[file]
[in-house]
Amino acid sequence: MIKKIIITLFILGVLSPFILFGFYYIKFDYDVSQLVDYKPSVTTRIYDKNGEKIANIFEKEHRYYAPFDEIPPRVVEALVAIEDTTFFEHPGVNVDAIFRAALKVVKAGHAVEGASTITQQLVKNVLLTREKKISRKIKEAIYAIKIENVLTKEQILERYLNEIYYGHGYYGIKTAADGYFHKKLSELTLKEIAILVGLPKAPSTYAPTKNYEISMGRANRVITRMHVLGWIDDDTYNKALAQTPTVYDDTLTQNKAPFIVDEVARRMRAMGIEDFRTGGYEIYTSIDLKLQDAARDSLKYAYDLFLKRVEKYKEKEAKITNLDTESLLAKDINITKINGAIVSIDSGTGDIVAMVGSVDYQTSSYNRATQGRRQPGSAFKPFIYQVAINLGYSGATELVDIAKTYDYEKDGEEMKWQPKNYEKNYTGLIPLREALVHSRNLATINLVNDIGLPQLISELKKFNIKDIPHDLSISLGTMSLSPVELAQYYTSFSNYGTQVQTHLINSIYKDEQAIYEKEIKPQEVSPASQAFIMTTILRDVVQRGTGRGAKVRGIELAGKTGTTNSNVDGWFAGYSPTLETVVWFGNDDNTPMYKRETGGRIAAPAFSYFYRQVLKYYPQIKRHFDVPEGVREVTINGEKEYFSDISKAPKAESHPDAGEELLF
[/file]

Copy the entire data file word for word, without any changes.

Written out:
[in-house]
Amino acid sequence: MIKKIIITLFILGVLSPFILFGFYYIKFDYDVSQLVDYKPSVTTRIYDKNGEKIANIFEKEHRYYAPFDEIPPRVVEALVAIEDTTFFEHPGVNVDAIFRAALKVVKAGHAVEGASTITQQLVKNVLLTREKKISRKIKEAIYAIKIENVLTKEQILERYLNEIYYGHGYYGIKTAADGYFHKKLSELTLKEIAILVGLPKAPSTYAPTKNYEISMGRANRVITRMHVLGWIDDDTYNKALAQTPTVYDDTLTQNKAPFIVDEVARRMRAMGIEDFRTGGYEIYTSIDLKLQDAARDSLKYAYDLFLKRVEKYKEKEAKITNLDTESLLAKDINITKINGAIVSIDSGTGDIVAMVGSVDYQTSSYNRATQGRRQPGSAFKPFIYQVAINLGYSGATELVDIAKTYDYEKDGEEMKWQPKNYEKNYTGLIPLREALVHSRNLATINLVNDIGLPQLISELKKFNIKDIPHDLSISLGTMSLSPVELAQYYTSFSNYGTQVQTHLINSIYKDEQAIYEKEIKPQEVSPASQAFIMTTILRDVVQRGTGRGAKVRGIELAGKTGTTNSNVDGWFAGYSPTLETVVWFGNDDNTPMYKRETGGRIAAPAFSYFYRQVLKYYPQIKRHFDVPEGVREVTINGEKEYFSDISKAPKAESHPDAGEELLF